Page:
Whilst the above depends on the set-up and reporting structures of the business, there is no ‘right way’, but very few B2B Google Ad accounts factor these things in and blindly chase conversions of ‘trial’, ‘demo’ or ‘download’, using them as measures of success. This means you don’t get a true picture of whether the channel is delivering ROI.
Buyers and ads
Like with all things in marketing, you need to consider your audience. Different audiences need different messages depending on their profile and the stage in their journey.
Too often we see generic ads that relate to product features. Whilst these ads are good, they only reflect one use case of a buyer profile and stage. There are two points here:
- The buyer stage and presenting the right content at the right time
- Variants in ad copy to test messages based on:
- The value related to the CTA
- Positive spin
- Negative spin
And apply them to the different types of buyers in the buying group. For example, a technical architect searching for information about an enterprise software solution would have a different set of requirements to a researcher or the end-user of the product, but all could be at the early intent stage.
The principle here is that the buying team consists of different people and this should be considered when thinking about ad content, messaging and the call-to-action.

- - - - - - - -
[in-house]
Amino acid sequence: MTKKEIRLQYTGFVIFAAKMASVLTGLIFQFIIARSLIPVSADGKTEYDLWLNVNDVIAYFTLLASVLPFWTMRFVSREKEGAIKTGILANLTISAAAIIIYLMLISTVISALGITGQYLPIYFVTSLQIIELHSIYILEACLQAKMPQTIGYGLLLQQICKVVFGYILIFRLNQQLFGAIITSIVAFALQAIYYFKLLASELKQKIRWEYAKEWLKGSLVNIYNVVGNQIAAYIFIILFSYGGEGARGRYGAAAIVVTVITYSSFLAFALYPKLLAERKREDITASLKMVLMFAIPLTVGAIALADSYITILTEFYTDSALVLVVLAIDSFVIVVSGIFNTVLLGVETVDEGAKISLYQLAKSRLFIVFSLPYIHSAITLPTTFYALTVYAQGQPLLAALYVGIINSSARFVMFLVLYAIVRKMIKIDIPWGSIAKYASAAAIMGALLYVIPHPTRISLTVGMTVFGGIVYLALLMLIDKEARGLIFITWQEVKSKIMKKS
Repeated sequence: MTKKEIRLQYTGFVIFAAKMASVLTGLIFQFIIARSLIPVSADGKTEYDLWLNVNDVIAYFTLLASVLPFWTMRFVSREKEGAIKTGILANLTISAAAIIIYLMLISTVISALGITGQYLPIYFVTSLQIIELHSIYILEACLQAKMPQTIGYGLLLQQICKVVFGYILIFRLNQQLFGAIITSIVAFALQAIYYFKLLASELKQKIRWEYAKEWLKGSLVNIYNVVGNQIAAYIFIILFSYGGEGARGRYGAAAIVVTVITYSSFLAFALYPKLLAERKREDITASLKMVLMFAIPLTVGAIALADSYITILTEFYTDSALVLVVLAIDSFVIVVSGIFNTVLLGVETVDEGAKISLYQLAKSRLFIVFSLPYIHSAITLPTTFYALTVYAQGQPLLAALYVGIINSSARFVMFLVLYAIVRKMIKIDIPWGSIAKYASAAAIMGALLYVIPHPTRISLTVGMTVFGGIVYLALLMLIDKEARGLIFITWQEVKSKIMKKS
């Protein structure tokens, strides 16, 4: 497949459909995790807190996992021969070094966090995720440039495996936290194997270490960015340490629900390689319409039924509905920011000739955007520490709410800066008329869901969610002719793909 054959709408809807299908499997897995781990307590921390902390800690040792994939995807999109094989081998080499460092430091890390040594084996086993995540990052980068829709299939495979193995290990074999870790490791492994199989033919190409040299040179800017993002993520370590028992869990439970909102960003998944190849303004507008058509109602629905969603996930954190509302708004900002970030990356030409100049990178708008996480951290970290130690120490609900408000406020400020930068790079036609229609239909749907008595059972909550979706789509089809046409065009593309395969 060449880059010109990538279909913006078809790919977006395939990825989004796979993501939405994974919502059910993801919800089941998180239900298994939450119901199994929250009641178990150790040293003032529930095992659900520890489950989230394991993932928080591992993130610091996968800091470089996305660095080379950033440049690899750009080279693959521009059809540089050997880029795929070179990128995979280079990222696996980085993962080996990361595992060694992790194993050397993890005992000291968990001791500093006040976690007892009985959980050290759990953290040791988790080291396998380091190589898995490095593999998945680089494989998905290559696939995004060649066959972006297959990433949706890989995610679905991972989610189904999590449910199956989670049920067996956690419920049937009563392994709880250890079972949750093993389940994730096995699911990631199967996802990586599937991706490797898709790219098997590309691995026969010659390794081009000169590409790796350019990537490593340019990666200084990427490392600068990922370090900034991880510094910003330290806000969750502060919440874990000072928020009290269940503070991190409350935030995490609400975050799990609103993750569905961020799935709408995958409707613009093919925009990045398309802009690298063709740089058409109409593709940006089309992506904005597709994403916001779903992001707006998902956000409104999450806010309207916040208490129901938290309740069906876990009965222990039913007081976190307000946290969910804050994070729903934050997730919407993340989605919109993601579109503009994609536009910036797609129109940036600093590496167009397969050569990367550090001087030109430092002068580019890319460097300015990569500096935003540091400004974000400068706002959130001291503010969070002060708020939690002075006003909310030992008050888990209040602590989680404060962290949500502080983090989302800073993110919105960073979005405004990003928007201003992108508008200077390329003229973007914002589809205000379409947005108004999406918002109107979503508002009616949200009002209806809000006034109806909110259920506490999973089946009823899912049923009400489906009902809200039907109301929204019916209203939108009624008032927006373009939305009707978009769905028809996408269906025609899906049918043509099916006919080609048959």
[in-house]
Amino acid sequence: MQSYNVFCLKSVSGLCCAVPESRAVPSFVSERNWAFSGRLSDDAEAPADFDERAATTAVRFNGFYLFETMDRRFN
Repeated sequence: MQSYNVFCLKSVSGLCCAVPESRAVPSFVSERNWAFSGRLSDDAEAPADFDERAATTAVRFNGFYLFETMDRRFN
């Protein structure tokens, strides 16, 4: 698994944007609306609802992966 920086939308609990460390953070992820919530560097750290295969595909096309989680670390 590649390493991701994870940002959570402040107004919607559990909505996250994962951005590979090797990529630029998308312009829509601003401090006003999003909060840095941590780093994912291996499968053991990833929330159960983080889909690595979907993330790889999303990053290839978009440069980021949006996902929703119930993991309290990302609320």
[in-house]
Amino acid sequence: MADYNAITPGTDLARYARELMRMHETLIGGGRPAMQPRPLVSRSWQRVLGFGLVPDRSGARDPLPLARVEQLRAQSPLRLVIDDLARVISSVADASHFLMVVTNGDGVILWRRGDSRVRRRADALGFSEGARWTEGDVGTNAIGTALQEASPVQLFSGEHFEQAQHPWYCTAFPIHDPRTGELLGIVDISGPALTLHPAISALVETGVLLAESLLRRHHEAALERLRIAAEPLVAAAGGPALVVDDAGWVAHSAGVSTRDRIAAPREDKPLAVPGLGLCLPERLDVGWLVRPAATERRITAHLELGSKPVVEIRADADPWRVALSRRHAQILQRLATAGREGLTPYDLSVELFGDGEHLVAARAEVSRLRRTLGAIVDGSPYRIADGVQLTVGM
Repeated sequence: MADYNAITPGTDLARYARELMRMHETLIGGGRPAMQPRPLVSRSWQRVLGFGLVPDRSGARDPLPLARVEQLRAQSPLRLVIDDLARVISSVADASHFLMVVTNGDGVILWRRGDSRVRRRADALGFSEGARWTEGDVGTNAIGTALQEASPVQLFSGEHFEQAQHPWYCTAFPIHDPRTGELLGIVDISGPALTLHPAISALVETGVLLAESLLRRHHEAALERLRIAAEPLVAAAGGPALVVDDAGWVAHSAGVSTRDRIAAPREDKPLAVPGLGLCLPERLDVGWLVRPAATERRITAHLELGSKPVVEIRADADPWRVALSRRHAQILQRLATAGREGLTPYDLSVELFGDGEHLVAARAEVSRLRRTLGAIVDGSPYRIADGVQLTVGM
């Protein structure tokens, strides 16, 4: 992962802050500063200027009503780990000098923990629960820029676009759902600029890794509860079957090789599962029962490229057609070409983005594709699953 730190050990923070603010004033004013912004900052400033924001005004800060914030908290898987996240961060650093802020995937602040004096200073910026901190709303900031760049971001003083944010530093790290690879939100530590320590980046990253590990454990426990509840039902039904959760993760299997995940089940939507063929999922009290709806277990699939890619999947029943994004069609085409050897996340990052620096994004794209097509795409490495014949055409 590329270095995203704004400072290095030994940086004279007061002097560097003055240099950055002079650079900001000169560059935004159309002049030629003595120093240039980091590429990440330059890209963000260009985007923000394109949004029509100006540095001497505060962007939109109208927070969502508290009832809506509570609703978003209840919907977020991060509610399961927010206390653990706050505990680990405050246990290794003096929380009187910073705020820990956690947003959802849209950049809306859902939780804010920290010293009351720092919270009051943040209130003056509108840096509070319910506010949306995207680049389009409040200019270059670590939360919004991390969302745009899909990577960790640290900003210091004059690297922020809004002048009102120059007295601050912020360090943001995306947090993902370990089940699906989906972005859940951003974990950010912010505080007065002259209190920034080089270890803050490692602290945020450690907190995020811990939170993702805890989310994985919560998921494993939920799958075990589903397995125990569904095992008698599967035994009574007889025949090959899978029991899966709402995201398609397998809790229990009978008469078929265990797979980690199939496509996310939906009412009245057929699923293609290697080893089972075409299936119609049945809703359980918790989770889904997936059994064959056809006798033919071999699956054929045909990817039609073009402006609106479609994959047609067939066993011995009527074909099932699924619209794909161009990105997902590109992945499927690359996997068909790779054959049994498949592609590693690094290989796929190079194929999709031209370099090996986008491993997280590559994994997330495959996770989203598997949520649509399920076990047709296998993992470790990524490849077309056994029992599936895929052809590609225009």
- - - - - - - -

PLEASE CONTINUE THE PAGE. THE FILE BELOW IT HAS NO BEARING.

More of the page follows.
Levels of intent
With B2C, it’s generally easy to determine high levels of intent – it’s often based on location, type of need, keywords used or previous behaviour. It’s therefore easy to structure the account based on these types of intent.
With B2B it’s way more subtle and therefore harder. There’s often little variation in a search term for someone that wants an enterprise software solution. There may be a slight keyword variation that includes ‘demo’ or ‘how’, but the bits in between present a lot of grey!
We therefore rely more heavily on behaviour and the asset being promoted to signal intent. This where buckets of intent become really useful, such as:
- In-market audiences
- Custom audiences based on URL
- Remarketing audiences
This, coupled with the content or ads, is really important. For example, there’s not much point pushing a net-new audience to a demo of an obscure enterprise platform on a broad keyword if they don’t about you and haven’t been warmed up a bit.
The great thing about Google Ads now is that you can be smarter with messaging and adapt it based on (assumed) levels of intent, knowledge or warmth, but you can also hit them hard with high intent search terms when they’re really ready.
Now, it’s less about hitting them over the head with hammer and instead being smart with the strategy to reduce cost and increase impact with the subtleties of intent, buyer stage and messaging matched to audiences, ad content and calls-to-action.
So, if you’d like to rethink your Google Ads activity and increase your performance with a team that really understands how to deliver leads engagement and, ultimately, sales in B2B digital advertising, get in touch.